Recovery takes hold on housing

The recovery in Melbourne's property market is gaining speed after house prices rose at the strongest rate in more than two years, according to new government figures.

The recovery in Melbourne's property market is gaining speed after house prices rose at the strongest rate in more than two years, according to new government figures.

The Bureau of Statistics reports that prices for the city's established houses rose 2.4 per cent in the three months to June, which is the third consecutive quarter of growth. The gain follows rises of 0.1 per cent in March and 2 per cent in December 2012.

Nationally, house prices were up 2.4 per cent over that period, with the latest results also marking three consecutive quarters of growth.

SQM Research managing director Louis Christopher said the performance for the national market was "quite strong" and set to continue on the back of the low-interest-rate environment.

"There is no doubt the recovery is taking hold. Given where interest rates are at, we're likely to see an acceleration in this recovery for a number of capital cities."

The Reserve Bank cut the cash rate by 25 basis points on Tuesday, to a new low of 2.5 per cent.

But the gains are tipped to be more moderate in Melbourne than Sydney despite the resurgence in the city's auction market, where clearance rates have averaged more than 70 per cent in recent months.

"What we're generally finding at the moment [is] the median house price ... increasing has to do with the better quality of the homes that are selling in the inner and middle suburbs," said Hocking Stuart director Rob Elsom. "There's a massive difference when you start looking at 20 kilometres out where the market is much softer."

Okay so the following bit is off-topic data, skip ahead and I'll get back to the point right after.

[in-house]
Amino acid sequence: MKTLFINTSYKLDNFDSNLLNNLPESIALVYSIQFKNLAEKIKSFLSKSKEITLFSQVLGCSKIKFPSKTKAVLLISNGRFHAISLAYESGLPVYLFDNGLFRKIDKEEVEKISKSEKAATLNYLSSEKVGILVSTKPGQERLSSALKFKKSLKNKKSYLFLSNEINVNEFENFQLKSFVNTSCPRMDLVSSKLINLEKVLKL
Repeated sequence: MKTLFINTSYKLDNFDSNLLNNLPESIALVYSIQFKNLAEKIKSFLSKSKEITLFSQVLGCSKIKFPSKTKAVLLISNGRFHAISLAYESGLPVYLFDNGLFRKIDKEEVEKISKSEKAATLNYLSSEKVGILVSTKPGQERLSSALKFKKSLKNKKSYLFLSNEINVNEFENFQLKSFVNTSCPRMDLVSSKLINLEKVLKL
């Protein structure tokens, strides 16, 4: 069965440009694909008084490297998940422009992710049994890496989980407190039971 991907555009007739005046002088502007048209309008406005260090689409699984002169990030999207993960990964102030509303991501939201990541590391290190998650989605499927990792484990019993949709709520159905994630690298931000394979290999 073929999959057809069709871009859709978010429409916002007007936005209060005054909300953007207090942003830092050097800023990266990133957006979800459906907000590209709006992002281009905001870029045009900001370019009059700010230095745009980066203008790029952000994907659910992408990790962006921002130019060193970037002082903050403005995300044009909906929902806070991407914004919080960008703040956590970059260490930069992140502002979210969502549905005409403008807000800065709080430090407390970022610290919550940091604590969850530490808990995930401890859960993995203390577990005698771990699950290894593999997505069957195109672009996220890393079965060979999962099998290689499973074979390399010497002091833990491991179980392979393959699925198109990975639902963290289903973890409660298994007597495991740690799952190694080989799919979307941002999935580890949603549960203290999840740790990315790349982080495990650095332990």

The wider metropolitan market continues to struggle with a big stock overhang and tough conditions in the new homes sector.

SQM Research reports there were 46,748 homes for sale in Melbourne in July, more than double the number available in Sydney, which saw a 17 per cent decline in stock levels.

Building approvals, a key indicator of the health of the property sector, plunged 24.3 per cent in June to hit its lowest level in four years.

Shane Oliver, chief economist at AMP Capital Investors, said Melbourne's growth rate of 3.3 per cent over the year to June compared to 5.1 per cent nationally (and 6.1 per cent in Sydney) showed Melbourne's market was still "lagging".

House prices rose strongest in Perth at 3.4 per cent, followed by Darwin at 2.9 per cent, Sydney at 2.7 per cent and Brisbane by 1.9 per cent.

cvedelago@theage.com.au

Twitter: @chrisvedelago

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